As of 6 p.m. ET on Saturday, Canada had reported 1,355,765 confirmed cases of COVID-19, with 55,277 considered active. A CBC News tally of deaths stood at 25,203.
WATCH | Canadians urged to follow COVID-19 restrictions during long weekend:
Ontario reported 1,794 new cases and 20 new deaths on Saturday. Hospitalizations due to COVID-19 continue to decline, with 1,207 patients hospitalized across the province, including 706 in the ICU, according to provincial data.
Quebec reported 505 new cases on Saturday — its lowest single-day increase since Sept. 23 — along with seven new deaths.
New Brunswick reported two new COVID-19 cases on Saturday. The update came a day after the province's chief medical officer of health, Dr. Jennifer Russell, announced that a second person in the province has died from a rare blood clot associated with the AstraZeneca-Oxford COVID-19 vaccine.
Nova Scotia reported 64 new cases and one new death, while Newfoundland and Labrador reported four new cases. Prince Edward Island had yet to provide an update.
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In the North, Nunavut on Saturday reported one new case of COVID-19. There are 39 active cases in the territory — 38 in Iqaluit and one in Kinngait, Premier Joe Savikataaq tweeted. Yukon and the Northwest Territories had not yet provided updated figures for the day.
Saskatchewan reported 180 new cases and two new deaths on Saturday, while Alberta recorded 621 cases and six new deaths.
British Columbia on Friday reported 420 new cases and six related deaths.
What's happening around the world
As of Saturday afternoon, more than 166.2 million cases of COVID-19 had been reported worldwide, a tracking dashboard from U.S.-based Johns Hopkins University said. The reported global death toll stood at more than 3.4 million.
In the United States, new coronavirus cases have decreased to rates not seen since last June, sparking optimism that vaccination campaigns are stemming both severe COVID-19 cases and the spread of the virus.
The seven-day average for new cases dropped below 30,000 per day this week. Dr. Rochelle Walensky, director of the U.S. Centers for Disease Control and Prevention (CDC), says cases haven't been this low since June 18.
The average number of deaths over the last seven days also dropped to 552, a rate not seen since July.
Health experts credit the rollout of vaccines to a dramatic turnaround since January. But they also caution that not enough Americans have been vaccinated to completely extinguish the virus. More than 60 per cent of people over 18 have received at least one shot, and almost half are fully vaccinated, according to the CDC.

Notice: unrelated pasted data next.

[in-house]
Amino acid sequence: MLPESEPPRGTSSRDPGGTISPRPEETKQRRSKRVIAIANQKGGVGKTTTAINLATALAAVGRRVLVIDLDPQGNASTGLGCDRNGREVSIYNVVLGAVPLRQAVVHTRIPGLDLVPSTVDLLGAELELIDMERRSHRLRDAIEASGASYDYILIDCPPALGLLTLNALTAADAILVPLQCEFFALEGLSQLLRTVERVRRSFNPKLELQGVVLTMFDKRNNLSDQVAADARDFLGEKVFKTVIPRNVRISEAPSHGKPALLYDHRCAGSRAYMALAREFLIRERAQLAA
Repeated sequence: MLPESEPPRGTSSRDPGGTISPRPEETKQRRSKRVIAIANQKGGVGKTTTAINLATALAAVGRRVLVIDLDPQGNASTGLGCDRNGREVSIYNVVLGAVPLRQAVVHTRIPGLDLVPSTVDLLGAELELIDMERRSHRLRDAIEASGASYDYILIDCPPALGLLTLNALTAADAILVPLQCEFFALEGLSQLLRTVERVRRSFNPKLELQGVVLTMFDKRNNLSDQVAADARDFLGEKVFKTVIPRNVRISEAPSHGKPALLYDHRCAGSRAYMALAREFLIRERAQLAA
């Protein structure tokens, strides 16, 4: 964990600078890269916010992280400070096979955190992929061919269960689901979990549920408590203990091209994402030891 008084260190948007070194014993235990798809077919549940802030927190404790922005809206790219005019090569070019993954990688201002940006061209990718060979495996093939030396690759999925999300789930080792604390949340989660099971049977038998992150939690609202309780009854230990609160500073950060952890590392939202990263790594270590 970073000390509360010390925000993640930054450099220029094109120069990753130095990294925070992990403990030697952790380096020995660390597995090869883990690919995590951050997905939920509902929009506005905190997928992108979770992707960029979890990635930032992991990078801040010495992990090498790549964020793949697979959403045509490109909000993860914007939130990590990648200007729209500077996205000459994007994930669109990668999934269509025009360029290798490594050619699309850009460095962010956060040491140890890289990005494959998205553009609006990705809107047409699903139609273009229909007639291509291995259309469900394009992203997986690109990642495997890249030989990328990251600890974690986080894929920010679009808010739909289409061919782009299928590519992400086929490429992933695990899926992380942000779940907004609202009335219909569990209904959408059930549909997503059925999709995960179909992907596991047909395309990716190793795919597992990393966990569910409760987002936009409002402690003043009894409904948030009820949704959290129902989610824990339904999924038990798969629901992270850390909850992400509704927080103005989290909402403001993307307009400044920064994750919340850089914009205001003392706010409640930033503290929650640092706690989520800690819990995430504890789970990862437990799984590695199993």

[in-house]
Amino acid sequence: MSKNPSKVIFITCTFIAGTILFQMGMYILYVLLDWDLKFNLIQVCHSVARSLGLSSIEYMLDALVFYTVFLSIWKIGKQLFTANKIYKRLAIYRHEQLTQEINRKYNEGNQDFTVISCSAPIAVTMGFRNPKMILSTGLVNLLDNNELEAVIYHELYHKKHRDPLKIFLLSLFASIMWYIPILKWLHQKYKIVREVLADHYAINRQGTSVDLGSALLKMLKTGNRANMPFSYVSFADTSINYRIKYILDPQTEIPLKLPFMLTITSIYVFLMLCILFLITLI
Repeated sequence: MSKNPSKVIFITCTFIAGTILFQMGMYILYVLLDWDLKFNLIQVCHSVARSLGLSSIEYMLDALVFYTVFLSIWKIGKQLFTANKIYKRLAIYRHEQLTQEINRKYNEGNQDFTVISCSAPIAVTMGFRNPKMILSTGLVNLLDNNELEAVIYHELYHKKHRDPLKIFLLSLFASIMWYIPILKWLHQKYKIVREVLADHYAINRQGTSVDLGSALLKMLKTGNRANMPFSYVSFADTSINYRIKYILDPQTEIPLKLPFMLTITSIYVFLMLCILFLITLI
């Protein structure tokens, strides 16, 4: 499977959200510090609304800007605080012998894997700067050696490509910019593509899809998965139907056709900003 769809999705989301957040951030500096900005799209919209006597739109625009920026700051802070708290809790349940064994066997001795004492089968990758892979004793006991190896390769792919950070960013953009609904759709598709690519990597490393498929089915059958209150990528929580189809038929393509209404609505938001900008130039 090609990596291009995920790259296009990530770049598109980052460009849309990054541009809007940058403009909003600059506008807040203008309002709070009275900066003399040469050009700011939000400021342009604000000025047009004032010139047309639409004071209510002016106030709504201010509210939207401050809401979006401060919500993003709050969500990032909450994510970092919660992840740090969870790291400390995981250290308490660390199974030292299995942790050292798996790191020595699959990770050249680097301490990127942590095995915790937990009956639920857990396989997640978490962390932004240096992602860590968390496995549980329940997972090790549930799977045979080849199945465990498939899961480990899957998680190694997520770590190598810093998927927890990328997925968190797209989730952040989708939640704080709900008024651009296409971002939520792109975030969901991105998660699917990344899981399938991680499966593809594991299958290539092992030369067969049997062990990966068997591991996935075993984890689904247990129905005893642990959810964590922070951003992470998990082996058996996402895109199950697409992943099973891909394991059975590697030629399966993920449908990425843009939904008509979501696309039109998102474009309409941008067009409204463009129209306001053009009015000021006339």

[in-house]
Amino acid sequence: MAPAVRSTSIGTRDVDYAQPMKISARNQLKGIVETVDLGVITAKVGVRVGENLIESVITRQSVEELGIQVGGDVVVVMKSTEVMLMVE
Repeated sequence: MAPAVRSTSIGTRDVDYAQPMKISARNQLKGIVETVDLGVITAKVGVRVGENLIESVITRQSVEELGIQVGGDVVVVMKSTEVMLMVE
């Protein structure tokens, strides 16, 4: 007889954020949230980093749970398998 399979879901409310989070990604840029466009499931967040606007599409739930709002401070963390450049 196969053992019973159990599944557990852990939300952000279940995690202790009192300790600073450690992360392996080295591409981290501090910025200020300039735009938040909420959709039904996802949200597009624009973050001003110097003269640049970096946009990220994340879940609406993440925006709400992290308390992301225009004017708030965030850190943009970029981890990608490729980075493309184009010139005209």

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In the Netherlands, high schools will be allowed to fully reopen starting May 31 as coronavirus infections decline in the country.
After months of closure, students started going to class for one day a week from March 1. The government on Saturday announced a full return to school with infection rates and hospitalizations dropping sharply over the last two weeks.
Students won't have to observe physical distancing but must administer self-tests twice a week and keep a safe distance from school staff.
The Swiss government has flown $8 million in equipment and medical supplies to combat COVID-19 to help Nepal, which is struggling with a failing health system and acute shortages of hospital beds, medication and oxygen for patients.
The aid was handed over to Nepalese Health Minister Hridayesh Tripathi at Kathmandu's airport on Saturday. The Swiss Embassy in Nepal said the shipment contained 40 ventilators, oxygen concentrators, 1.1 million coronavirus test kits, face masks, gloves and protective suits.
Nepal has been appealing for help from the international community since the COVID-19 situation worsened sharply this month. A lockdown has been imposed in most parts of the country since last month to curb the spiking cases.
Nepal has recorded nearly 500,000 COVID-19 confirmed cases, and 6,024 people have died.
In Sri Lanka, officials halted passenger trains and buses for four days as part of a fresh travel ban imposed across the country in an effort to curb an escalating number of COVID-19 infections and deaths.
The ban is effective from Friday night until Tuesday morning. However, it will not apply to those engaged in essential services such as the health, food and power sectors, as well as those seeking medical treatment.
The move comes as the island's key medical associations demand that the government lock down the country for two weeks. The associations say the actual number of coronavirus infections is more than three times the number detected.
Sri Lanka has already banned public gatherings, parties and weddings, and closed schools and universities.
With files from The Canadian Press, Reuters and The Associated Press